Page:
This is the second part in a series of candid blogs written by our 2014-15 Best School Year Ever winners on the Good, the Bad and the Surprising of their boarding experience at SMUS.
When applying to the Best School Year Ever contest, it is important to think about what your life would look like as a boarder and how you will adapt to living away from home. Adapting to living away from home and my day-to-day life at SMUS have been much more different than what I imagined they would be like. It was much easier to transition into boarding than I expected, all thanks to the amazing house parents and boarding friends (especially those in your boarding house). Here is just a small list of the many amazing things I have experienced thanks to boarding at SMUS.
As a resident of Symons House, I have been boarding since early September. I love my roommate, Aline, a Grade 12 student from the Yukon who is passionate about science and medicine. Having a roommate is so much more than just sharing a room with a classmate. I could not imagine adjusting to the day-to-day boarding schedule without the help of my roommate. Aline is the head of Symons House and has been really helpful in answering any questions I have about classes, house activities or anything SMUS related because she has been going to the school since Grade 10. She was also a large part of me joining the field hockey team because she has been playing on the senior team and shared stories with me about how fun and rewarding field hockey is for her.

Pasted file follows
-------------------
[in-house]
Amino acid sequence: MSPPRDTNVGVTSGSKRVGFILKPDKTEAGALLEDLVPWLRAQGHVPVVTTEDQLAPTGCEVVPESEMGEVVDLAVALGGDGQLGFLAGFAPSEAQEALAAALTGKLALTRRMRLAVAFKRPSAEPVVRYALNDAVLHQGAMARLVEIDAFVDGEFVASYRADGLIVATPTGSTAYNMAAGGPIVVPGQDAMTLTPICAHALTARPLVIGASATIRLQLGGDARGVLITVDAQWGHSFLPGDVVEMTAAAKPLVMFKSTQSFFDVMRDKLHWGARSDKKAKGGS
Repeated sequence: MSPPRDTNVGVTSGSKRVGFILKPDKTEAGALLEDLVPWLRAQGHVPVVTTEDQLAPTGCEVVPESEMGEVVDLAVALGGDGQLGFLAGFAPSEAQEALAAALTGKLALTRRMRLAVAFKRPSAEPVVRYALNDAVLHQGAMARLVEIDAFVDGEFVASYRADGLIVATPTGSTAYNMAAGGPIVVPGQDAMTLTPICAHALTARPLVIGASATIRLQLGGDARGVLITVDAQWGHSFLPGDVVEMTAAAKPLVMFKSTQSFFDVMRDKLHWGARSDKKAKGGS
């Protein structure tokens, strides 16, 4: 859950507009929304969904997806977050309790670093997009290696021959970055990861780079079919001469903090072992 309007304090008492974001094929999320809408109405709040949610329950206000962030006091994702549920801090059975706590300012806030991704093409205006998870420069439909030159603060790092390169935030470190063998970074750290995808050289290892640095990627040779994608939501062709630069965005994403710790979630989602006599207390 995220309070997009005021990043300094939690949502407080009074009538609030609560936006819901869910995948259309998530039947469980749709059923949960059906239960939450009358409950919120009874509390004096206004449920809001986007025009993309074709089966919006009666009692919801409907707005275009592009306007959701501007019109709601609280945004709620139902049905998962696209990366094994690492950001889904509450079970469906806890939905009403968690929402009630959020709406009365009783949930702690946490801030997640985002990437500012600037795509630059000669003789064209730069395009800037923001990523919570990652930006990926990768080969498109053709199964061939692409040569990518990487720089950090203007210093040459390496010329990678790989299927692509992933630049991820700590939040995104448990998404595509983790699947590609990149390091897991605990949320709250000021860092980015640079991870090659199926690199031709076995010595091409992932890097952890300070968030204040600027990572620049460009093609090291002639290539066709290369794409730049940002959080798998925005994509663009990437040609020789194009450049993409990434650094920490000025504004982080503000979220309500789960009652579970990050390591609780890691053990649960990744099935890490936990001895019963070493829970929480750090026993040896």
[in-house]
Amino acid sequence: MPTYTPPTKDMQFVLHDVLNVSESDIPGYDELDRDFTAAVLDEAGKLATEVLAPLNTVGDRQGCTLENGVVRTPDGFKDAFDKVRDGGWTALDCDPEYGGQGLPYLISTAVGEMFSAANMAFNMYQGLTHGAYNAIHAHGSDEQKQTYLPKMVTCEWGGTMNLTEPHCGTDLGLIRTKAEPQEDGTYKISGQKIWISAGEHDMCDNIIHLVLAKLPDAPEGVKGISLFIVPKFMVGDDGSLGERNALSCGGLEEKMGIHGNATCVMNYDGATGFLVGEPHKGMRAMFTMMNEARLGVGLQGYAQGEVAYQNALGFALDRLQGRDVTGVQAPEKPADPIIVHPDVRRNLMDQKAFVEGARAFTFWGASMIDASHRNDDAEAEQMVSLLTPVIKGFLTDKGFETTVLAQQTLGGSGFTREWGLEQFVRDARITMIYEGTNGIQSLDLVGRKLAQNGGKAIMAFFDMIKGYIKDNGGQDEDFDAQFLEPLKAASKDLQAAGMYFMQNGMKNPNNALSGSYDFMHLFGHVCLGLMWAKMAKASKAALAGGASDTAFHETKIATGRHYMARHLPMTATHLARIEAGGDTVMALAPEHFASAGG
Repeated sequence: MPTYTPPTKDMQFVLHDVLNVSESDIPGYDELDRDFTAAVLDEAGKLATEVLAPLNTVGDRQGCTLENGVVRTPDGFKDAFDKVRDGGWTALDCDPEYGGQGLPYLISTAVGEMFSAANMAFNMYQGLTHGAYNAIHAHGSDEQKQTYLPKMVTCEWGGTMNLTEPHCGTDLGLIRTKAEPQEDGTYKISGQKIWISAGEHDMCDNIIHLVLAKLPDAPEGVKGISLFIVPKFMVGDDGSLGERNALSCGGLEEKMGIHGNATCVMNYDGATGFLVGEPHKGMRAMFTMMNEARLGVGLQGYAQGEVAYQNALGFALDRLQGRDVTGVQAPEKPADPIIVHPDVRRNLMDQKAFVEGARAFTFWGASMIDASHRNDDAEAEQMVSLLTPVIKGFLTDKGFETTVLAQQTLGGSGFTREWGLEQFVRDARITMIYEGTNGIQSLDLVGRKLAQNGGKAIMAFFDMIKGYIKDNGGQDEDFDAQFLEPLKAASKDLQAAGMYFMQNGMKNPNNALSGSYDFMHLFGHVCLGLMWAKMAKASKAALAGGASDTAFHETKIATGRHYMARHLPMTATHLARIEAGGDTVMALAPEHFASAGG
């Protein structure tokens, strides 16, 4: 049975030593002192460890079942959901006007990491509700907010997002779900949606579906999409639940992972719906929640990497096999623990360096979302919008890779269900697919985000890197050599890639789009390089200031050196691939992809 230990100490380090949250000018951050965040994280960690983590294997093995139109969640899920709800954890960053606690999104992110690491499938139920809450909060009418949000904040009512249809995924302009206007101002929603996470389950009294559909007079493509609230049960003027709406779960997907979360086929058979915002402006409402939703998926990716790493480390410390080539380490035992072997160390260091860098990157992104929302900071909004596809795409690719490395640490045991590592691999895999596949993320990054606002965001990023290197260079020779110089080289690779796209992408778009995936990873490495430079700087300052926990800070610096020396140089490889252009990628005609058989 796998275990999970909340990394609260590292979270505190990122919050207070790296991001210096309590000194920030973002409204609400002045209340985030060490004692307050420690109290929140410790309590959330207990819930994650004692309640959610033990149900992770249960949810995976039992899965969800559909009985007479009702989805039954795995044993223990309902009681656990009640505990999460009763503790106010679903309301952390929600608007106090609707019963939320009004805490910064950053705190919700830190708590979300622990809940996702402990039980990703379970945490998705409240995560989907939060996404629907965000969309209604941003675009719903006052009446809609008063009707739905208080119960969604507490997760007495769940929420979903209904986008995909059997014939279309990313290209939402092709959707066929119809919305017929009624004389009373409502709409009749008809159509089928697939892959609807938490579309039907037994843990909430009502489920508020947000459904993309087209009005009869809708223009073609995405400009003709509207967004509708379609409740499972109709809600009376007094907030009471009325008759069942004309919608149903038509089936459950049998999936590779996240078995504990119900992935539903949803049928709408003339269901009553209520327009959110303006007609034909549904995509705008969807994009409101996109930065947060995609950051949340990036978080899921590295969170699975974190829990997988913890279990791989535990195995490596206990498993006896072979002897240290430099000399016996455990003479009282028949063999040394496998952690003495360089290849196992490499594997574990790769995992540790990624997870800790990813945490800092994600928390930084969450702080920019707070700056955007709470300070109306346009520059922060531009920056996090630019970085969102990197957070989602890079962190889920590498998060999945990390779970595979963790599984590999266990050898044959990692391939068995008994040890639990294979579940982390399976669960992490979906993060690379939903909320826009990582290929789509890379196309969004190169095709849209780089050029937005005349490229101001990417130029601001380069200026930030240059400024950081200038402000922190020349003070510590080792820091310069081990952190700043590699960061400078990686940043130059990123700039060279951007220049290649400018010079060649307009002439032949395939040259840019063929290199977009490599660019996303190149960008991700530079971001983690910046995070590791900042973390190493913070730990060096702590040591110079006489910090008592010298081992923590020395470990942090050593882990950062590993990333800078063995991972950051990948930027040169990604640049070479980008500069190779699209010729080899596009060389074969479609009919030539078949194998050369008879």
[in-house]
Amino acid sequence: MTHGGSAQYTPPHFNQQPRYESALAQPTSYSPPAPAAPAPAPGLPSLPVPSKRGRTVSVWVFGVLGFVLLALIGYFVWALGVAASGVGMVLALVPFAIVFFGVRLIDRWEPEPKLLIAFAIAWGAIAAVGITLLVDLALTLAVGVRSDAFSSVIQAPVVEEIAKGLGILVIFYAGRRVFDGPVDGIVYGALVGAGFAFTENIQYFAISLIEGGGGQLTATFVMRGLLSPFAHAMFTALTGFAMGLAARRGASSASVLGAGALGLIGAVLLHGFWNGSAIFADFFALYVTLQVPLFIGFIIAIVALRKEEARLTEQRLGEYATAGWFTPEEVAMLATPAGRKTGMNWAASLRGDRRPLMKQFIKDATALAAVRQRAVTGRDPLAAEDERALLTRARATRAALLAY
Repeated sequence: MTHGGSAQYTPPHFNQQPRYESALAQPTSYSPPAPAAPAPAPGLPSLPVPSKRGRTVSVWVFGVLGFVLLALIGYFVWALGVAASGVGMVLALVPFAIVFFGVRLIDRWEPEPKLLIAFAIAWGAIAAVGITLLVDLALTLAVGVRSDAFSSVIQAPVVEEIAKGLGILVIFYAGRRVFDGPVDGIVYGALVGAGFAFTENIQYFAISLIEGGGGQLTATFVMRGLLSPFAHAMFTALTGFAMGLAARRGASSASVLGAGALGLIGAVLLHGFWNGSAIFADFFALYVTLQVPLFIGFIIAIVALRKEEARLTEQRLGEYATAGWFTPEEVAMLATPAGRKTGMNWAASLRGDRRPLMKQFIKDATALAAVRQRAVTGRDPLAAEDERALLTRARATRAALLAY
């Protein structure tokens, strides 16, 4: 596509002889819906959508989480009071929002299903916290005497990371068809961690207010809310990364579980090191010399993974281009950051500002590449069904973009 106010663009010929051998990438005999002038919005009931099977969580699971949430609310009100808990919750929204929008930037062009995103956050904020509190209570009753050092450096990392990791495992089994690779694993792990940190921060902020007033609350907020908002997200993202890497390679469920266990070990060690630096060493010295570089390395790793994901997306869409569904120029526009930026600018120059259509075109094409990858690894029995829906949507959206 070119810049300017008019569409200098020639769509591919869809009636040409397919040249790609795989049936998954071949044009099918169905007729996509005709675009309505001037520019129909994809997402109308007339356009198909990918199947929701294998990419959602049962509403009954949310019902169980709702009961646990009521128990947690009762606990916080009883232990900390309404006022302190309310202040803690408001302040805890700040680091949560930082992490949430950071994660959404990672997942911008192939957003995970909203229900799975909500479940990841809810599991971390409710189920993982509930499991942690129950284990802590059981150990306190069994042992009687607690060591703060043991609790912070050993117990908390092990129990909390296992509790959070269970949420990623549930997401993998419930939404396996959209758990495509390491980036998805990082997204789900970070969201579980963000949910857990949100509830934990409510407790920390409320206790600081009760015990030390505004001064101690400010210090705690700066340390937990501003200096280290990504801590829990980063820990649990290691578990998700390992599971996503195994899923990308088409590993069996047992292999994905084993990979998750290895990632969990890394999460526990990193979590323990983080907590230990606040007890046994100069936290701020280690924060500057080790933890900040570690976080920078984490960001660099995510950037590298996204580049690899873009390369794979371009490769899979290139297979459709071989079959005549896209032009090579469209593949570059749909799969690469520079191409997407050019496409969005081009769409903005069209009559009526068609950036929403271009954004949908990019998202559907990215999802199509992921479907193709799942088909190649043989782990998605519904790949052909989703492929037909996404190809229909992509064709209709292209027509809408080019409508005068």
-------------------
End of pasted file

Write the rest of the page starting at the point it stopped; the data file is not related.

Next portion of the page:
I like the structure of daily scheduled quiet time when I can plan to do my homework and focus on my studies. I have appreciated and taken advantage of having my teachers in such close proximity and being able to study with fellow boarders. Walking to class is an unexpected pleasure, especially when it comes to maximizing my breaks to get my homework done. I enjoy Thursday nights when we usually have a house meeting and share snacks.
I love the camaraderie of my fellow Symons House boarders. I love the way the boarders interact with our community through active community service, where we grow closer as a boarding house, a boarding community and as a part of the greater community in Victoria. I really enjoyed participating in the local 5K run, the leaf rake and I look forward to more opportunities to represent boarding out in our community. On Saturdays the house parents take a group of girls to a local shelter or food pantry to serve food, which is something I really look forward to, especially as my American Thanksgiving approaches, which is a time when I enjoy helping others who are less fortunate.
I cannot say enough great things about the cultural diversity that I experience in boarding. Back in Texas, when I think of diversity, I think of differences in colour, which is something I rarely experienced. Knowing that so many kids from so many countries apply to SMUS, where they know they will receive an outstanding education, is a wonderful commonality to share. Building friendships with like-minded students who come from all walks of life and corners of the earth is not only inspiring, but also a window into what my future might look like.
Living in Symons House has given me so many more opportunities to connect with and experience the cultures of my fellow boarders. Whether it’s sharing traditions, learning about foods, or experiencing different viewpoints and ways of processing information, being around so many different cultures has broadened my world views. Learning about the challenge of safety on the streets in Sao Paulo from a Brazilian boarder or watching my boarding community support fellow Best School Year Ever winner Santiago Mazoy after learning of a hurricane that damaged Cabo San Lucas, Mexico, where he has family, I appreciate that our differences are what make a boarding education at SMUS so rewarding.
Learn more about our 2015-16 Best School Year Ever video contest, with $70,000 in boarding scholarships up for grabs.
Last week, Best School Year Ever runner-up Silke Kuhn wrote about what she loves about being a SMUS boarding student.